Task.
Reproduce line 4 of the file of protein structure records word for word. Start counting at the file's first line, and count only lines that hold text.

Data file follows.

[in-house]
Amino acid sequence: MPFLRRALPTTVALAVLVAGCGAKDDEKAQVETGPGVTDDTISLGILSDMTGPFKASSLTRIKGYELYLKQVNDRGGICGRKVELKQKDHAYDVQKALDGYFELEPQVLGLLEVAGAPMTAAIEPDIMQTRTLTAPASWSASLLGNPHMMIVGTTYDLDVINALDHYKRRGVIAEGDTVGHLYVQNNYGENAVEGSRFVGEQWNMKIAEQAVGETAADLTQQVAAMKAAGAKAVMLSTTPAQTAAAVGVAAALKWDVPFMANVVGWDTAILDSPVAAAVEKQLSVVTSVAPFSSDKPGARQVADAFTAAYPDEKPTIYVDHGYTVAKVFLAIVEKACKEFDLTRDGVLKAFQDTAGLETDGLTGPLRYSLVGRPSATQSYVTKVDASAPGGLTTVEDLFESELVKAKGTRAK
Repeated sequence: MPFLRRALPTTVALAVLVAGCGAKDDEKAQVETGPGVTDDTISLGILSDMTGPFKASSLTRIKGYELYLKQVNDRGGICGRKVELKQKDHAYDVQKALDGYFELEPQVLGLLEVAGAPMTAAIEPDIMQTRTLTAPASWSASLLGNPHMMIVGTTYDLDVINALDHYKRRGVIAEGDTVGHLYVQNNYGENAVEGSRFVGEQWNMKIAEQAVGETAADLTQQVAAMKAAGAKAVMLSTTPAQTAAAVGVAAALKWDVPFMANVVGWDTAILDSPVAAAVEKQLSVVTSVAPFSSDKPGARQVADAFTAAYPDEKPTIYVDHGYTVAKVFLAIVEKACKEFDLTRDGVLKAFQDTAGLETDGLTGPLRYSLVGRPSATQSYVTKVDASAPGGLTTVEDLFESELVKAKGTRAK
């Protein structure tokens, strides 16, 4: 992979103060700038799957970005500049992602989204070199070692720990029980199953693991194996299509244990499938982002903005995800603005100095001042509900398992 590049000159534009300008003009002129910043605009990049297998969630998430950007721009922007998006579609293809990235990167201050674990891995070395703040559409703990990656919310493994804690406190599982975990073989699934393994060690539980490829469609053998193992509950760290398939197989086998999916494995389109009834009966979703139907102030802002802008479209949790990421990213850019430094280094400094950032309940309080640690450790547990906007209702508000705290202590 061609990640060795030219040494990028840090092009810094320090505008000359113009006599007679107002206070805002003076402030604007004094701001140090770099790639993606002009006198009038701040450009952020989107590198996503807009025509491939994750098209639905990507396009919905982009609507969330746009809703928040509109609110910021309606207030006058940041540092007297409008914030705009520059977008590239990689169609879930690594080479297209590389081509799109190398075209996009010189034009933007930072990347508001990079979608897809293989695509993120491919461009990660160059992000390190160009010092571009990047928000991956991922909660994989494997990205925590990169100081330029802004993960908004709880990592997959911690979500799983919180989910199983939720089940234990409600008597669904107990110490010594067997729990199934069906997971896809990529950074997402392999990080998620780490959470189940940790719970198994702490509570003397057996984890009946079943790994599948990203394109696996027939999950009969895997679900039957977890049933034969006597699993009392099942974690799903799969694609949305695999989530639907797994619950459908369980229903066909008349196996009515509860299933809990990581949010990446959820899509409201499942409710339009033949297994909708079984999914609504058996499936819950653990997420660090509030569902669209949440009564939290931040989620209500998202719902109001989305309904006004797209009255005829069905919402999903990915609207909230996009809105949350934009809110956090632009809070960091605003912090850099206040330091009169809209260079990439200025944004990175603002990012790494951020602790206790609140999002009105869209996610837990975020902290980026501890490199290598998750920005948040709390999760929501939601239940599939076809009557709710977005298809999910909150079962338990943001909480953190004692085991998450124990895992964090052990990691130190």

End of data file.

């Protein structure tokens, strides 16, 4: 992979103060700038799957970005500049992602989204070199070692720990029980199953693991194996299509244990499938982002903005995800603005100095001042509900398992 590049000159534009300008003009002129910043605009990049297998969630998430950007721009922007998006579609293809990235990167201050674990891995070395703040559409703990990656919310493994804690406190599982975990073989699934393994060690539980490829469609053998193992509950760290398939197989086998999916494995389109009834009966979703139907102030802002802008479209949790990421990213850019430094280094400094950032309940309080640690450790547990906007209702508000705290202590 061609990640060795030219040494990028840090092009810094320090505008000359113009006599007679107002206070805002003076402030604007004094701001140090770099790639993606002009006198009038701040450009952020989107590198996503807009025509491939994750098209639905990507396009919905982009609507969330746009809703928040509109609110910021309606207030006058940041540092007297409008914030705009520059977008590239990689169609879930690594080479297209590389081509799109190398075209996009010189034009933007930072990347508001990079979608897809293989695509993120491919461009990660160059992000390190160009010092571009990047928000991956991922909660994989494997990205925590990169100081330029802004993960908004709880990592997959911690979500799983919180989910199983939720089940234990409600008597669904107990110490010594067997729990199934069906997971896809990529950074997402392999990080998620780490959470189940940790719970198994702490509570003397057996984890009946079943790994599948990203394109696996027939999950009969895997679900039957977890049933034969006597699993009392099942974690799903799969694609949305695999989530639907797994619950459908369980229903066909008349196996009515509860299933809990990581949010990446959820899509409201499942409710339009033949297994909708079984999914609504058996499936819950653990997420660090509030569902669209949440009564939290931040989620209500998202719902109001989305309904006004797209009255005829069905919402999903990915609207909230996009809105949350934009809110956090632009809070960091605003912090850099206040330091009169809209260079990439200025944004990175603002990012790494951020602790206790609140999002009105869209996610837990975020902290980026501890490199290598998750920005948040709390999760929501939601239940599939076809009557709710977005298809999910909150079962338990943001909480953190004692085991998450124990895992964090052990990691130190």